An international Phase III clinical trial to assess whether a low-cost, once-daily ‘polypill’ can reduce the risks of heart attacks, strokes and other cardiovascular conditions is underway in the UK and three other countries.

The two-year UMPIRE (Use of a Multidrug Pill in Reducing cardiovascular Events) trial of the new fixed-dose Red Heart Pill has launched in London, through Imperial College Healthcare NHS Trust, and at centres in Dublin, Ireland, Utrecht, the Netherlands and – pending regulatory approval – in Hyderabad and New Dehli, India.

Parallel trials were launched earlier this year in New Zealand and Australia, while there are plans for further studies in Brazil, Canada, China and South Africa. Collectively, these trials will involve some 7,000 patients in 10 countries, taking one of two versions of the polypill formulated by India’s Dr Reddy’s Laboratories or their usual individual cardiovascular medicines.

The primary endpoint is whether patients are more likely to stick with a preventive treatment regime comprising a single, once-daily polypill than one involving multiple tablets. The researchers will also be looking at whether the Red Heart Pill is effective at lowering blood pressure and cholesterol levels.

The target population for the UMPIRE study is around 1,000 adults with established cardiovascular disease (CVD) or a high CVD risk at the European sites and around the same number of patients in India. The scheduled completion date is January 2013, with final data collection for the primary outcome measure expected in June 2012.

In the randomised, controlled design, patients will receive either usual care or one of the two versions of the Red Heart Pill: version 1, comprising aspirin 75mg (platelet function), simvastatin 40mg (cholesterol reduction), lisinopril 10mg and atenolol 50mg (both to lower blood pressure); or version 2, containing aspirin 50mg, simvastatin 40mg, lisinopril 10mg and hydrochlorothiazide.(diuretic).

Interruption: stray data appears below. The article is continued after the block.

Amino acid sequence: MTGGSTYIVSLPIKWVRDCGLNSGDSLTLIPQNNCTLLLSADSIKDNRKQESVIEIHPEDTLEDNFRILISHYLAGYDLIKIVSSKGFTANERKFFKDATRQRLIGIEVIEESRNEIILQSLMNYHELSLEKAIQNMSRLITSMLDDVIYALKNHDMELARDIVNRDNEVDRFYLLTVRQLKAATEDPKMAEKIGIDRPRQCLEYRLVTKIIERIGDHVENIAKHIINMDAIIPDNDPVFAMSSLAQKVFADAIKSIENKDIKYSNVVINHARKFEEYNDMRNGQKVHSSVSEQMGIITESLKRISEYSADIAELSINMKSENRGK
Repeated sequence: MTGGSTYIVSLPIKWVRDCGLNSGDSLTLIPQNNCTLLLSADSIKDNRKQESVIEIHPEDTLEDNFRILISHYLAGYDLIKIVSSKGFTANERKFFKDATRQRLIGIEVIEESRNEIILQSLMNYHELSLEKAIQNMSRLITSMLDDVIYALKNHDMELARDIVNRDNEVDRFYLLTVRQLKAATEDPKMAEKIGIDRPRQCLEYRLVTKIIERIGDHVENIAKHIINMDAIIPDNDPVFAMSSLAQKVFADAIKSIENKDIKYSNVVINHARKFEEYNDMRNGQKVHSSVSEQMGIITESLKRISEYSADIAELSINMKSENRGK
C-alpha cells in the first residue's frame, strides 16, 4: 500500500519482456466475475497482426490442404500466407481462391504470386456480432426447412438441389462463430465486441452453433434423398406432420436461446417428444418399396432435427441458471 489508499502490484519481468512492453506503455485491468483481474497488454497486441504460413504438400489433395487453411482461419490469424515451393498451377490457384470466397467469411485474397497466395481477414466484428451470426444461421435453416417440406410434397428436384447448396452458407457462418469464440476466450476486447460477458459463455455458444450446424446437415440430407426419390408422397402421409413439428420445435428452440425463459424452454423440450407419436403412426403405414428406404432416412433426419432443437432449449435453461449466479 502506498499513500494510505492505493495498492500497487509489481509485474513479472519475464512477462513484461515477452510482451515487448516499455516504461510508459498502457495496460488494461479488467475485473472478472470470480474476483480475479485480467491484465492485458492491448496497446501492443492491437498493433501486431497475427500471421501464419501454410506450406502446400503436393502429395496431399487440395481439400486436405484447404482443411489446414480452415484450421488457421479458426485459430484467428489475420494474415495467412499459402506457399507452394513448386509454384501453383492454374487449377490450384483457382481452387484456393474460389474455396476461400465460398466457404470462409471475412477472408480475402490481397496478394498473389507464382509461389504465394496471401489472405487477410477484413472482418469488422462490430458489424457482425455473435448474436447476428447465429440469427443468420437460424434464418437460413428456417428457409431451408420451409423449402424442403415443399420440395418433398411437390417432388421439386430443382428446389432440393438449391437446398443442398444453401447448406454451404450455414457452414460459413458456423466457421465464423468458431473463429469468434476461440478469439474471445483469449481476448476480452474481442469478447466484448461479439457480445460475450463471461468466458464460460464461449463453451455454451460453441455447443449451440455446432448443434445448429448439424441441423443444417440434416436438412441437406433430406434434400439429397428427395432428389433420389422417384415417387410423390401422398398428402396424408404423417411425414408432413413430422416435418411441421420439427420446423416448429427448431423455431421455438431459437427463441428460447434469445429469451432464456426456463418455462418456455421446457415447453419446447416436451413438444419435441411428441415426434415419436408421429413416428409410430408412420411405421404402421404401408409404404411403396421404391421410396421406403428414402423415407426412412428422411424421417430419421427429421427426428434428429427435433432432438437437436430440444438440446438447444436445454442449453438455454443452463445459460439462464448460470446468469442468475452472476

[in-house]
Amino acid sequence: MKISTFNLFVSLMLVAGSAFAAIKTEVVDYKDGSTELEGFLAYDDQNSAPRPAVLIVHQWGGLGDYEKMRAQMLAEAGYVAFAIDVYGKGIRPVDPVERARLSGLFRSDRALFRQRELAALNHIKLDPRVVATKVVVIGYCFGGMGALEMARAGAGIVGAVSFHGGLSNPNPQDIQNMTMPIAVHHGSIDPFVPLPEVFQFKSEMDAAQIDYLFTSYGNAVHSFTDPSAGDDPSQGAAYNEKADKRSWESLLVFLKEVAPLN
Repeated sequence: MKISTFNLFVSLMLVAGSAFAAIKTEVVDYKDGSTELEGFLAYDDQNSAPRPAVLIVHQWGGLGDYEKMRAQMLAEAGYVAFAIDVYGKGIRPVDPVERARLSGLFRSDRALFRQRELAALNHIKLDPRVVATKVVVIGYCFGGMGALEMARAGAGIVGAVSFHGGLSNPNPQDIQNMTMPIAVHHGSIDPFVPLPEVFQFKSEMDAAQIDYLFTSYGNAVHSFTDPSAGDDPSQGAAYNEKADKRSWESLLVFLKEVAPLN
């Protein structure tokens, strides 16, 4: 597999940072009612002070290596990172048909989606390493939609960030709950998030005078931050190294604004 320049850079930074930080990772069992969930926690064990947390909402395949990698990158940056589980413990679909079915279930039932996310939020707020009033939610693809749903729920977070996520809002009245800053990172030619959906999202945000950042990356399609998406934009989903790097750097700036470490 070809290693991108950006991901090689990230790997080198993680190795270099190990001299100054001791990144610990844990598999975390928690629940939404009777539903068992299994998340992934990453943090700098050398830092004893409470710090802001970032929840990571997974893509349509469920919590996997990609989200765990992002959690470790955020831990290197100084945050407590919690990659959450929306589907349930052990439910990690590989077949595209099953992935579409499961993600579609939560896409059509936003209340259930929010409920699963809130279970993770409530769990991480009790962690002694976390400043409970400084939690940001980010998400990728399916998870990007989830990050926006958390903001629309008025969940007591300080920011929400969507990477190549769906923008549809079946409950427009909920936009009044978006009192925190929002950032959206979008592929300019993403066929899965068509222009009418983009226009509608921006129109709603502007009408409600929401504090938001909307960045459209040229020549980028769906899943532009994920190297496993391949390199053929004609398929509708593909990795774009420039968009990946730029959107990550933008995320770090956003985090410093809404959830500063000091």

In general, trial participants with a history of coronary heart disease will be given version 1 and patients with a history of stroke or cerebrovascular disease version 2. The primary outcome measures are adherence to medication, changes in blood pressure and changes in total cholesterol.

The partners in UMPIRE are Imperial College London; the Royal College of Surgeons in Ireland; University Medical Centre in Utrecht, the Netherlands; The George Institute and New Dehli’s Centre for Chronic Disease Control in India, as well as the Public Health Foundation of India; The George Institute for International Health in Sydney, Australia; and Dr Reddy’s Laboratories. Project funding has come from the European Union’s Seventh Framework Programme.

Original polypill

The original polypill concept, advanced in June 2003 by Professors Nicholas Wald and Malcolm Law of London’s Wolfson Institute of Preventive Medicine, involved a six-ingredient combination of a statin, aspirin, folic acid and three antihypertensives (a thiazide, a beta-blocker and an ACE-inhibitor), to be given to everyone over the age of 55 years and to people with existing high blood pressure, heart disease or diabetes.

In a much-discussed paper in the British Medical Journal, Wald and Law said taking the polypill daily could reduce the rate of ischaemic heart disease events by 88% and strokes by 80%, with minimal side-effects. The proposal generated a good deal of debate, quite a lot of it hostile. There were concerns about unforeseen adverse reactions from the six ingredients in combination and about people using the polypill as an excuse to continue leading unhealthy lifestyles.

In December 2006, Dr Reddy’s Laboratories announced a tie-up with researchers from the University of Aukland, led by Professor Anthony Rodgers, to conduct a clinical trial in New Zealand, India, Australia, Brazil, China, South Africa, the US and the UK with a polypill comprising aspirin, a statin and two antihypertensives. Professor Rodgers is one of the principal investigators for the UMPIRE trial, working out of The George Institute in Australia.

If the treatment strategy in UMPIRE is successful, the researchers aim to establish how the Red Heart Pill could be made available to patients on low incomes in countries such as India, where the majority of people do not currently have access to cardiovascular medicines.

In countries such as the UK, where cardiovascular therapy is more readily available, the idea is to see whether the polypill could provide a more convenient alternative to existing multiple medication and improve adherence. Evidence shows that, at present, many patients who start on these individual drugs do not continue to take them in the long term, Imperial College notes.